Liquidity Pools: The backbone of DeFi

How to become a liquidity provider and use liquidity provider tokens to earn rewards.

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Decentralised finance (DeFi) seeks to decentralise traditional financial services like exchanges, lending and borrowing. Over the last couple of years, DeFi protocols have exploded in popularity and a large part of the sector's growth is due to the decentralisation of liquidity via global liquidity pools. Decentralised Exchanges (DEXs), borrow-lend protocols, synthetic assets, on-chain insurance and yield farming all utilise liquidity pools. Liquidity pools are used in conjunction with smart contracts to facilitate financial services.

In traditional finance (CeFi), liquidity is provided by a centralised organisation, such as a bank. In the case of a cryptocurrency exchange, it is usually provided by a market maker that matches buyers with sellers. However, in DeFi, liquidity is provided by individual users that are incentivised to deposit their cryptocurrency in return for rewards. Rewards can come as a share of the transaction fees or additional cryptocurrency tokens.

At the time of writing (May 2021), the total value locked in DeFi liquidity pools is currently $83 billion.

Disclaimer: This information should not be interpreted as an endorsement of cryptocurrency or any specific provider, service or offering. It is not a recommendation to trade.

What is a liquidity pool?

A liquidity pool can be thought of as a pot of cryptocurrency assets locked within a smart contract. The funds can then be used for exchanges, loans and for many other applications.

By far the most popular use case for liquidity pools is on decentralised exchanges, which have become the backbone of the DeFi ecosystem. Decentralised exchanges allow users to swap cryptocurrency assets via smart contracts. They are able to achieve this through the application of an automated market maker (AMM).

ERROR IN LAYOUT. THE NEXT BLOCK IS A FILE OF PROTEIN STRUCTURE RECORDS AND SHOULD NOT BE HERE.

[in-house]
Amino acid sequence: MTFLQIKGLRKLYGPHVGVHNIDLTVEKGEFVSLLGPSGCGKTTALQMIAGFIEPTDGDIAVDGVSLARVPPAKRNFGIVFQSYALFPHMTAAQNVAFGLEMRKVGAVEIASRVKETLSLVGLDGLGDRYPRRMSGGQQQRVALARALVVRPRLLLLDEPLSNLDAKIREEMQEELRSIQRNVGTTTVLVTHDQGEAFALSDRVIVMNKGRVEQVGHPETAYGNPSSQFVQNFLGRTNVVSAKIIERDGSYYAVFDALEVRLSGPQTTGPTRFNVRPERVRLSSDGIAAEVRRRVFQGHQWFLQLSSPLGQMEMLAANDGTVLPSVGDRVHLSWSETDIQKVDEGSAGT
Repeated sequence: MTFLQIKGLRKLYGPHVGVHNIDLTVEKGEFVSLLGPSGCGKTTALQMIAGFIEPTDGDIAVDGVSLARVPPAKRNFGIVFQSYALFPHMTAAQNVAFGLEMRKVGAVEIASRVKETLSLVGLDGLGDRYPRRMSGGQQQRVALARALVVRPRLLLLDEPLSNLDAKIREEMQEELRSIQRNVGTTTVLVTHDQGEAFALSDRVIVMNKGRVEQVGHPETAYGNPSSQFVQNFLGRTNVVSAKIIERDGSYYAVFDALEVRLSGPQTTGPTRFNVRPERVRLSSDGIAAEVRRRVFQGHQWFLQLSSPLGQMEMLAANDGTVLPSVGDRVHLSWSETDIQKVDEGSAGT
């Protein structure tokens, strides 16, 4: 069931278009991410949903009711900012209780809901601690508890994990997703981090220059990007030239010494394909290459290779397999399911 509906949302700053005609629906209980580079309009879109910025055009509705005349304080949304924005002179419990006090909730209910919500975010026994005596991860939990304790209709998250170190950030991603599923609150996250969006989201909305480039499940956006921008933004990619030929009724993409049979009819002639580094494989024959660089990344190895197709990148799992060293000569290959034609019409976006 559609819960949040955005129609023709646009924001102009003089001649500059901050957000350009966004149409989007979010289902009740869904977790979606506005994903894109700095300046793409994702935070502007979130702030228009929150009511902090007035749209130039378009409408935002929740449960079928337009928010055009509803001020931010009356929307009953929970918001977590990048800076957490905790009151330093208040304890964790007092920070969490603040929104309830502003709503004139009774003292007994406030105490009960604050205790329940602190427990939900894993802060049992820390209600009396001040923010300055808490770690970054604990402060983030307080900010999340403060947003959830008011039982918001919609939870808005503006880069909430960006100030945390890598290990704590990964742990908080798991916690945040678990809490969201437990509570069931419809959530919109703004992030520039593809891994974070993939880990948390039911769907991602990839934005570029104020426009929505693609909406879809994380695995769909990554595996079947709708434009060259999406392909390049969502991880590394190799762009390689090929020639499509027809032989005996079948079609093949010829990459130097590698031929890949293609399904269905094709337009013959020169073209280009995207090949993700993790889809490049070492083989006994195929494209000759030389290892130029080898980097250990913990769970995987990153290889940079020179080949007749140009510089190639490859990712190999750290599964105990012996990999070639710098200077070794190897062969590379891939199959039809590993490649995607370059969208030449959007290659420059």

A traditional order book exchange working with liquidity pools is extremely inefficient on smart contracts. The process requires a lot of time and a higher amount of gas fees. Luckily, the innovation of AMMs removes the need for an order book exchange. The AMM allows traders to exchange directly with the liquidity pools, which lowers slippage and means the exchanges can run 24/7.

A liquidity pool is usually composed of 2 cryptocurrency tokens that create a market for anyone wishing to exchange between the 2. Some exchanges also offer multiple crypto asset pools.

The most popular decentralised exchange is Uniswap, with over $7 billion in total value locked in the protocol at the time of writing. Uniswap leverages liquidity pools with an automated market maker (AMM) to offer instant cryptocurrency exchanges.

Other popular exchanges that utilise liquidity pools include AAVE, Curve, SushiSwap and Balancer.

What is a liquidity provider?

A liquidity provider (LP) is a user that supplies a liquidity pool with cryptocurrency assets so that the funds can then be used for the associated DeFi protocol.

Anyone can become a liquidity provider in DeFi and with the innovation of AMMs, the combination has truly opened up the financial capabilities of an individual.

Liquidity providers need to deposit cryptocurrencies of equal proportion into a liquidity pool. This provides a market for that cryptocurrency pairing that others can then use to trade.

In return for providing liquidity to a market, the LP is offered a return on investment. Without LPs, trades could not occur, so, as LPs are facilitating trades, they are rewarded with a percentage of the transaction fees. The amount that a LP is rewarded depends on the percentage of the liquidity pool that they provide.

What are liquidity provider tokens (LPTs)?

When liquidity providers offer liquidity to a DeFi protocol they must deposit their own cryptocurrency assets. In exchange for depositing real cryptocurrency assets, LPs receive liquidity provider tokens (LPTs) that represent the users' share of the chosen liquidity pool. LPTs can be thought of as a receipt, used to show proof of ownership.